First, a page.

The Three Rings were made by Celebrimbor after Sauron, in the guise of Annatar, had left Eregion. These were free of Sauron's influence, as he did not have a hand in their making. However, they were still forged by Celebrimbor with the arts taught to him by Sauron and thus were still bound to the One Ring. Upon perceiving Sauron's intent, the Elves hid the Three from him. They were carried out of Middle-earth at the end of the Third Age, after the destruction of the One Ring.
Commentators have observed that the Three Rings enabled the Elves to halt the passage of time within their realms, especially in Lothlórien where Galadriel wielded Nenya. Others have noted that their power was benevolent, in sharp contrast to the One Ring, and could be used to protect and to heal; and that Tolkien uses the Three Rings to elaborate the angelic and sacrificial aspects of the Elves in the battle between good and evil in the War of the Ring.
The first ring, Narya, was adorned with a red gemstone, which Tolkien states "is set with a ruby".[T 2] It is seen in the final chapter of The Lord of the Rings, along with the other two Elven rings. But unlike them, it is not said what metal Narya was made of. It is described as having the power to inspire others to resist tyranny, domination, and despair (in other words, evoking hope in others around the wielder), as well as giving resistance to the weariness of time.
The name is derived from the Quenya nár meaning fire. It was also called Narya the Great, the Ring of Fire, the Red Ring, and The Kindler.
According to Unfinished Tales, at the start of the War of the Elves and Sauron, Celebrimbor gave Narya together with the Ring Vilya to Gil-galad, High King of the Noldor. Gil-galad entrusted Narya to his lieutenant Círdan, Lord of the Havens of Mithlond, who kept it after Gil-galad's death. According to The Lord of the Rings, Gil-galad received only Vilya, while Círdan received Narya and Galadriel received Nenya from the start.
In the Third Age, Círdan, recognizing Gandalf's true nature as one of the Maiar from Valinor, gave him the ring to aid him in his labours. This is not revealed until the end of The Lord of the Rings, as Frodo reaches the quayside to leave Middle-earth, when "Gandalf now wore openly on his hand the Third Ring, Narya the Great".
The second ring, Nenya, was made of mithril and adorned with a "white stone". The name is derived from the Quenya nén meaning water. It is also called the Ring of Adamant, the Ring of Water, and the White Ring.
The ring was wielded by Galadriel of Lothlórien; its radiance matched that of the stars. Frodo Baggins could see it by virtue of being a Ring-bearer, whereas Sam Gamgee tells Galadriel he only "saw a star through your fingers".[a] It has been noted that "Adamant" means both a type of stone, and "stubbornly resolute", a description that equally well suits the quality of Galadriel's resistance to Sauron.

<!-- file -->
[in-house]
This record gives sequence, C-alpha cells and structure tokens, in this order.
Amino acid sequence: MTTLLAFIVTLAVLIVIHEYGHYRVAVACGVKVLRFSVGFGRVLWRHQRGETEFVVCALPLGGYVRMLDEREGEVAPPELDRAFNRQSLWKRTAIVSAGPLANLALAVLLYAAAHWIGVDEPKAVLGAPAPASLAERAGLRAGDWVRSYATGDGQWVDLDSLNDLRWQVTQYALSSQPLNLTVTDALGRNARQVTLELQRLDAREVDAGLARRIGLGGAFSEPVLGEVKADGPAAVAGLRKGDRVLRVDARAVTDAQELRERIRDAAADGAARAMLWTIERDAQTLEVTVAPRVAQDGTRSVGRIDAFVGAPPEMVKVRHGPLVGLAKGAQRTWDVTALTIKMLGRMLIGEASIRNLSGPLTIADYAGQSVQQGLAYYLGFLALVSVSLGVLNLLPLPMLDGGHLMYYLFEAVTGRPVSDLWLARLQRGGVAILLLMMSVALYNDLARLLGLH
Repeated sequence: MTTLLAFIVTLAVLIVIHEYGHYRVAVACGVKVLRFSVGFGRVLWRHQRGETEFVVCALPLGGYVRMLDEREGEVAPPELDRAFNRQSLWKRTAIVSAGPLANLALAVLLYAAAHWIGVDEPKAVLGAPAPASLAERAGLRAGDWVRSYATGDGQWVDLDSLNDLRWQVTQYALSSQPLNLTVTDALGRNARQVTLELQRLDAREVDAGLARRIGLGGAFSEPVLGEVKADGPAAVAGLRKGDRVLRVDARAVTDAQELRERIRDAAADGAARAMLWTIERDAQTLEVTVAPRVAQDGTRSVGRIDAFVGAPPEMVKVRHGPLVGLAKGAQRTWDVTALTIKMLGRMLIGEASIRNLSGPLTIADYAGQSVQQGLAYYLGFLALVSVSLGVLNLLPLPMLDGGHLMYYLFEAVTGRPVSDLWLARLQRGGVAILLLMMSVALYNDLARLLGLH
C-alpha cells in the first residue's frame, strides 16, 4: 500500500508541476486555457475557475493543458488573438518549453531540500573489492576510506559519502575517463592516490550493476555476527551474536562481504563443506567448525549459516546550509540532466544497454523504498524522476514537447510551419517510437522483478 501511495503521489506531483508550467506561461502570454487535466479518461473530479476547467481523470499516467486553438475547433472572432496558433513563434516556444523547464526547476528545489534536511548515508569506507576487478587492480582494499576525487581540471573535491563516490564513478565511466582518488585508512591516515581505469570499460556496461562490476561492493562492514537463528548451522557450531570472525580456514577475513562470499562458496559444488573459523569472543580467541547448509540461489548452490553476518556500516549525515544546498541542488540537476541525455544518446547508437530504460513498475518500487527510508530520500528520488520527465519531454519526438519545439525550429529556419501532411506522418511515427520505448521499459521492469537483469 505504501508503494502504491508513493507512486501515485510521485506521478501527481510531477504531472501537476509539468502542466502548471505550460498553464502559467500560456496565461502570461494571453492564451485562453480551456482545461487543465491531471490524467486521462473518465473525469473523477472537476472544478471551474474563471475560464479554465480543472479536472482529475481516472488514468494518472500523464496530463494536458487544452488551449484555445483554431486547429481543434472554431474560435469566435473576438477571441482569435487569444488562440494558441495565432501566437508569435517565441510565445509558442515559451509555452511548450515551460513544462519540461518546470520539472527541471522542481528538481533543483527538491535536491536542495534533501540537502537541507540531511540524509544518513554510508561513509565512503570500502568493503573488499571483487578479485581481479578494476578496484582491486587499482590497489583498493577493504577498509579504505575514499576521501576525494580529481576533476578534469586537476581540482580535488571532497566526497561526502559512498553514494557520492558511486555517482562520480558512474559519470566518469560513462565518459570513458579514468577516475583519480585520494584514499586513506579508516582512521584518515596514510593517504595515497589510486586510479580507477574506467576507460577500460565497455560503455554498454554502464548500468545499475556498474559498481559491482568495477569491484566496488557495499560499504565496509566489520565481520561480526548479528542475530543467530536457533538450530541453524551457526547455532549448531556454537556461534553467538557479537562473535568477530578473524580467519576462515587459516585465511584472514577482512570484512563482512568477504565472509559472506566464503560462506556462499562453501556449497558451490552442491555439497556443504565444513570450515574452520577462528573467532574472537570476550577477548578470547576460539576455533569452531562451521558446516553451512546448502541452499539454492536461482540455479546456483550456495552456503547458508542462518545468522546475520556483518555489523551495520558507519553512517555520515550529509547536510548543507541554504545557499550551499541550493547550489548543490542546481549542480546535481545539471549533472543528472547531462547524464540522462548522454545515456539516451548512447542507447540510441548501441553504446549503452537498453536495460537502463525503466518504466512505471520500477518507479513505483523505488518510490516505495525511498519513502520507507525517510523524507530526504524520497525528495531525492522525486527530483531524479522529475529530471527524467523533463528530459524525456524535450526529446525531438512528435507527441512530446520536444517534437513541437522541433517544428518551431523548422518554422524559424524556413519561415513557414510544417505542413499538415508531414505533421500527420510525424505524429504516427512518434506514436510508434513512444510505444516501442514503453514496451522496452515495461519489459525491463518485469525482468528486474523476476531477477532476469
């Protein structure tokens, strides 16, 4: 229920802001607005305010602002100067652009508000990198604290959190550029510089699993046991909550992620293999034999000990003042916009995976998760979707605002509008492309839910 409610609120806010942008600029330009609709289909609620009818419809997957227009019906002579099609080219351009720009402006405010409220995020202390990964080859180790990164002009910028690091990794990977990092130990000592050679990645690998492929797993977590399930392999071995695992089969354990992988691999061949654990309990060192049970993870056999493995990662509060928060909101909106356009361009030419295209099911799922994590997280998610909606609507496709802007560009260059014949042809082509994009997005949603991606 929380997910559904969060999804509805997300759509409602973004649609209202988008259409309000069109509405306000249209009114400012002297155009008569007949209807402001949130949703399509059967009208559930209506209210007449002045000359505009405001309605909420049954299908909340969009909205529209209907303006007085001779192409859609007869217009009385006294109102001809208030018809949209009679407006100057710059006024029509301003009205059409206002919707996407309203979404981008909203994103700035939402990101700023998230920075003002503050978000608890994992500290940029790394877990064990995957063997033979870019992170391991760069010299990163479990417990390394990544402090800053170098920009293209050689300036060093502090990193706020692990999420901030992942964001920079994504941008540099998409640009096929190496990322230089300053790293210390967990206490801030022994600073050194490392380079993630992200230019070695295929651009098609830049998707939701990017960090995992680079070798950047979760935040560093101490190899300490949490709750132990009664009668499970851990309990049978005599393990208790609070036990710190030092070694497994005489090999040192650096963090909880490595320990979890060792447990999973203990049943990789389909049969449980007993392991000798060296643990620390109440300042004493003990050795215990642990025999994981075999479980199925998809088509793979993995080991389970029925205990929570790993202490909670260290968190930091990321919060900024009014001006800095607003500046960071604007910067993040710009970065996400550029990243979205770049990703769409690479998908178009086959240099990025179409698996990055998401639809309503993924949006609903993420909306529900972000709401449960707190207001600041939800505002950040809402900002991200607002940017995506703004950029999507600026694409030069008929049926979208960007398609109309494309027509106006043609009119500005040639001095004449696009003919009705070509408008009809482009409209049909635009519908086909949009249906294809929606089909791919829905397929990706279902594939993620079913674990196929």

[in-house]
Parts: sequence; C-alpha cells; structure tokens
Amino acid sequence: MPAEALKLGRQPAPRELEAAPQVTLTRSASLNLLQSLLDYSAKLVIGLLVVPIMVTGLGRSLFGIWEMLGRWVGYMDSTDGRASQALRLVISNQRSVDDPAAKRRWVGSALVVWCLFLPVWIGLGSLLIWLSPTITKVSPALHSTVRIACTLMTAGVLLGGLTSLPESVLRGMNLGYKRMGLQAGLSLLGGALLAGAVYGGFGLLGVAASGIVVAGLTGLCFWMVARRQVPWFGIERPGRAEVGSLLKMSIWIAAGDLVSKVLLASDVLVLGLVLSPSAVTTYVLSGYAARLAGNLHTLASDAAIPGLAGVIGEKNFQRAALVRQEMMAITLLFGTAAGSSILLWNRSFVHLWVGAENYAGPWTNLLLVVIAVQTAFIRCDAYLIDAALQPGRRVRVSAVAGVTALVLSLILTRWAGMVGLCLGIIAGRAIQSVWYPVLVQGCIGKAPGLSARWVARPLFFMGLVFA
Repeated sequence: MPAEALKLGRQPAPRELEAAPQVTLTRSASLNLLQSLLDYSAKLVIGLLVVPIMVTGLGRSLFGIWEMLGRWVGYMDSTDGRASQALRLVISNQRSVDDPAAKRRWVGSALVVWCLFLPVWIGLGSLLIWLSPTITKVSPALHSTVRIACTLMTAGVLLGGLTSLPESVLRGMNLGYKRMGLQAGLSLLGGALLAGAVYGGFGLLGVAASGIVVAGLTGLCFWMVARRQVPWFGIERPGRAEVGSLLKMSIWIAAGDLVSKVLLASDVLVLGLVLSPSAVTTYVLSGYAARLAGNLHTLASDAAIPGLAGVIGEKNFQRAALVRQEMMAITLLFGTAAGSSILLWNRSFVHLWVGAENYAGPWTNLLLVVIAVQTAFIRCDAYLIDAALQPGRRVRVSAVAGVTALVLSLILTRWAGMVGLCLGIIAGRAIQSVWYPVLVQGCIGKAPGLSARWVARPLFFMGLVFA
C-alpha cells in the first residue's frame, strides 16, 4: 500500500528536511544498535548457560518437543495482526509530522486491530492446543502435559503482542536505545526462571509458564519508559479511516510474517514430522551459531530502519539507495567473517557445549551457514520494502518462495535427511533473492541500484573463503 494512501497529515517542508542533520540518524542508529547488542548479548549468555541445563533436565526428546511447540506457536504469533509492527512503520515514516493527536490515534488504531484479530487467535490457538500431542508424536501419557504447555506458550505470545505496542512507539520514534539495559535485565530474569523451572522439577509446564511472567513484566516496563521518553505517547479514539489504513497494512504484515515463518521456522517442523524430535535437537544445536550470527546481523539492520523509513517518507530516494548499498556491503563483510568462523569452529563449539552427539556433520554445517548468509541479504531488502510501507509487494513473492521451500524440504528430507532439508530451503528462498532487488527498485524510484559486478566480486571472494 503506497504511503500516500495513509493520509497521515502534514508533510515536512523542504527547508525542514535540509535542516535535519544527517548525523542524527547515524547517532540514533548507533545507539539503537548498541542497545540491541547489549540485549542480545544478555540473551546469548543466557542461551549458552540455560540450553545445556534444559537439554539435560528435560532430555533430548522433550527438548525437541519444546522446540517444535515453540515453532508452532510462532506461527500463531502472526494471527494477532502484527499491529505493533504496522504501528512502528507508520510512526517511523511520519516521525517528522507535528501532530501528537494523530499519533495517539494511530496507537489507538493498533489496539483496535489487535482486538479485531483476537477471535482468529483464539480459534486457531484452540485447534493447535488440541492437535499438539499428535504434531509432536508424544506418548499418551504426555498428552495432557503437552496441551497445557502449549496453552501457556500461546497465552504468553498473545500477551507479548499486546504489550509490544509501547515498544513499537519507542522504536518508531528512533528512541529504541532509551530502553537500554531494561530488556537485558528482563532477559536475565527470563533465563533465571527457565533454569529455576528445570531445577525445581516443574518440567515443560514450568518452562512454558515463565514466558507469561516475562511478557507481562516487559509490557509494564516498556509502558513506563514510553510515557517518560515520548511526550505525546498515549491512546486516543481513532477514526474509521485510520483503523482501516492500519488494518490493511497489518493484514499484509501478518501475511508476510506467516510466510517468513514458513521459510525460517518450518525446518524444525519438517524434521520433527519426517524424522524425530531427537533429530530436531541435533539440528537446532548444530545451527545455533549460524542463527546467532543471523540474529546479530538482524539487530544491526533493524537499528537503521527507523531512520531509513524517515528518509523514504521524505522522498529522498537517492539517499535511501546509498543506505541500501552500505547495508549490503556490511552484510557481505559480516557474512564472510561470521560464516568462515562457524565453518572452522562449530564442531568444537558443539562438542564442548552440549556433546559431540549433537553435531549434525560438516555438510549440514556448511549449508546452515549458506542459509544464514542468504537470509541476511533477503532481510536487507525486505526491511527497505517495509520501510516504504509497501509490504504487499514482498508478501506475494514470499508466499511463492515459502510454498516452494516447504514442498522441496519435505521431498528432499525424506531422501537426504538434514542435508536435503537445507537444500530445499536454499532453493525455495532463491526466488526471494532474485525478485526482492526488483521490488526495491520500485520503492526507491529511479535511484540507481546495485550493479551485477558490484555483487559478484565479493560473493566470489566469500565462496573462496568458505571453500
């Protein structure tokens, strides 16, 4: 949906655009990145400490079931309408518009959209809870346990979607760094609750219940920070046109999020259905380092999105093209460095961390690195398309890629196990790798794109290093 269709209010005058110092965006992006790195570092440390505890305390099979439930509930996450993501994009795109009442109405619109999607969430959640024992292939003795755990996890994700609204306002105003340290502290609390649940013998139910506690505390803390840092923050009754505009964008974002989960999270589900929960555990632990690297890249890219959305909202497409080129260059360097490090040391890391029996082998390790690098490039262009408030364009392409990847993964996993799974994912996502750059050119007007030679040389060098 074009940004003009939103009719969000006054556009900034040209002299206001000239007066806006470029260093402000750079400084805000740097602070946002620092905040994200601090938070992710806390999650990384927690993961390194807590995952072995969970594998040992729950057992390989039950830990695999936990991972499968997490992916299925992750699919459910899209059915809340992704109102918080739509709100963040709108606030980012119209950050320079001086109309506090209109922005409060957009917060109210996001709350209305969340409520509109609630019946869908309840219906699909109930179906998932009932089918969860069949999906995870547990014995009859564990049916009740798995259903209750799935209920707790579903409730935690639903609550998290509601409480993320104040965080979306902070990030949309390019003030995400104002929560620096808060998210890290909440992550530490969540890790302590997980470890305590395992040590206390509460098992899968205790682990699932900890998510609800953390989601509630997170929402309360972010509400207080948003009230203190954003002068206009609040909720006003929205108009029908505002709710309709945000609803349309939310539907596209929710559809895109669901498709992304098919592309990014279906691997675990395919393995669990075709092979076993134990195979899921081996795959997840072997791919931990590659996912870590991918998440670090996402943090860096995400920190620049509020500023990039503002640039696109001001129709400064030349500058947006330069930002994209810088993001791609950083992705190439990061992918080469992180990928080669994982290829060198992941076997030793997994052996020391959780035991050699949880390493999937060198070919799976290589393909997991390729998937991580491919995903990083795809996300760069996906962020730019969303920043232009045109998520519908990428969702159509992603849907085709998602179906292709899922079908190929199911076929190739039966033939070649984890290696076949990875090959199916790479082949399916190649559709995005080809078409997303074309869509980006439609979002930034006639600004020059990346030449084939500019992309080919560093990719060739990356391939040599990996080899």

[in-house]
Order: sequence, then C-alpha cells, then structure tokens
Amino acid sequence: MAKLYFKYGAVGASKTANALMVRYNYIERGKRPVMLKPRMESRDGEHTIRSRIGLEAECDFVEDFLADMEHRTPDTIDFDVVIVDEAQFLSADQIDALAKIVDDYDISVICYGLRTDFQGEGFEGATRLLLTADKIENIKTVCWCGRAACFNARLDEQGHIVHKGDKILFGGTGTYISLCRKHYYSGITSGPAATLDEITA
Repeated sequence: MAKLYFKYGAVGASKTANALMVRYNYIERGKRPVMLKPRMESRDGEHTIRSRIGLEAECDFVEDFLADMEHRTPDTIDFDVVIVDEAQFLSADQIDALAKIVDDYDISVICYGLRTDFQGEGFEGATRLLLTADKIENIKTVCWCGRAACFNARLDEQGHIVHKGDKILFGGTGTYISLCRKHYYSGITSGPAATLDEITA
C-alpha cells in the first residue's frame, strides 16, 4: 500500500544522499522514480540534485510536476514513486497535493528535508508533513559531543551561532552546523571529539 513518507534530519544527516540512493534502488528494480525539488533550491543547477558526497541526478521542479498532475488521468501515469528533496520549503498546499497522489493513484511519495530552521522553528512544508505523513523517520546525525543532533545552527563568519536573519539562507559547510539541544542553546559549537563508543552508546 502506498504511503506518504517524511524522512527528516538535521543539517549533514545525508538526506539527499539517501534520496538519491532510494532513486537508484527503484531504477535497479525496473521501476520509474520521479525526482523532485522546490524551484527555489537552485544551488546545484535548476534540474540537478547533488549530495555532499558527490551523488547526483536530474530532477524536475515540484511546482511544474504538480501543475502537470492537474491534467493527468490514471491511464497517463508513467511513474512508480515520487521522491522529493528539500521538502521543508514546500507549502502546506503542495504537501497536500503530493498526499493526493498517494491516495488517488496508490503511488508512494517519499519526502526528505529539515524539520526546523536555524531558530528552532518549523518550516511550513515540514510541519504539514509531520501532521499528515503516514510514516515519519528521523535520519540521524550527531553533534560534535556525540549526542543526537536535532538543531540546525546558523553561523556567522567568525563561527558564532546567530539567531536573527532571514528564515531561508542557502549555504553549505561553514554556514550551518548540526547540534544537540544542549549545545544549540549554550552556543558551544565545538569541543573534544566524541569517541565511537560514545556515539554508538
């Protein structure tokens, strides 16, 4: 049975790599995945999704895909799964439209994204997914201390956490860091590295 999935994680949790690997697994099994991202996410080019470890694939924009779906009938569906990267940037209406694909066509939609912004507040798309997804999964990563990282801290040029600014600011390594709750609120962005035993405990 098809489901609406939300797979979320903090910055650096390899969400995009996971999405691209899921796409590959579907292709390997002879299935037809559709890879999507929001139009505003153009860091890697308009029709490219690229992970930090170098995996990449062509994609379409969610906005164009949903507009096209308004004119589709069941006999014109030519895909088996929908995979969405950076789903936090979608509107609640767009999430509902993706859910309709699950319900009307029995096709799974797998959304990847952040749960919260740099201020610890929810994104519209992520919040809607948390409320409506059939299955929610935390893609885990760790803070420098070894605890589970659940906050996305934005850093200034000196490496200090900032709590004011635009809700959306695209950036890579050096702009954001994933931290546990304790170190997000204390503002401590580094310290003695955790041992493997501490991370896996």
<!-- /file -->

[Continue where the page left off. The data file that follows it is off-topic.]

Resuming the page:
Nenya's power gave preservation, protection, and possibly concealment from evil because "there is a secret power here that holds evil from the land". However, the facts that Orcs from Moria entered Lothlórien after The Fellowship of the Ring and Lothlórien itself had suffered previous attacks from Sauron's Orcs sent from Dol Guldur indicate that the power of the ring did not constitute military prowess. It was said that, protected as it was by Nenya, Lothlórien would not have fallen unless Sauron had personally come to attack it. Galadriel used these powers to create and sustain Lothlórien, but the Ring also increased in her the longing for the Sea and her desire to return to the Undying Lands.
With the Ring's power gone, the magic and beauty of Lothlórien faded, along with the extraordinary mallorn trees (save the one that Samwise Gamgee grew in Hobbiton). Lothlórien was gradually depopulated, until by the time Arwen came there to die in F.A. 121, it was deserted and in ruin.
The third ring, Vilya, was made of gold and adorned with a "great blue stone", probably a sapphire. The name is derived from the Quenya vilya meaning air. It is also called the Ring of Air, the Ring of Firmament, or the Blue Ring.
Vilya was the mightiest of these three Rings, as mentioned in the ending chapter in The Return of the King. The exact power of Vilya is not stated, though The Silmarillion states that Celebrimbor had forged the Three to heal and to preserve, rather than to enhance the strengths of each individual bearer as the Seven, Nine, and the lesser rings did). Its power of healing may be particularly strong, as Elrond seems to have been the greatest healer in Middle-earth at the time of the Quest.[T 3] The ring may have had the power to control minor elements, given that Elrond was able to summon a torrent of water as the Nazgûl attempted to capture Frodo and the One Ring.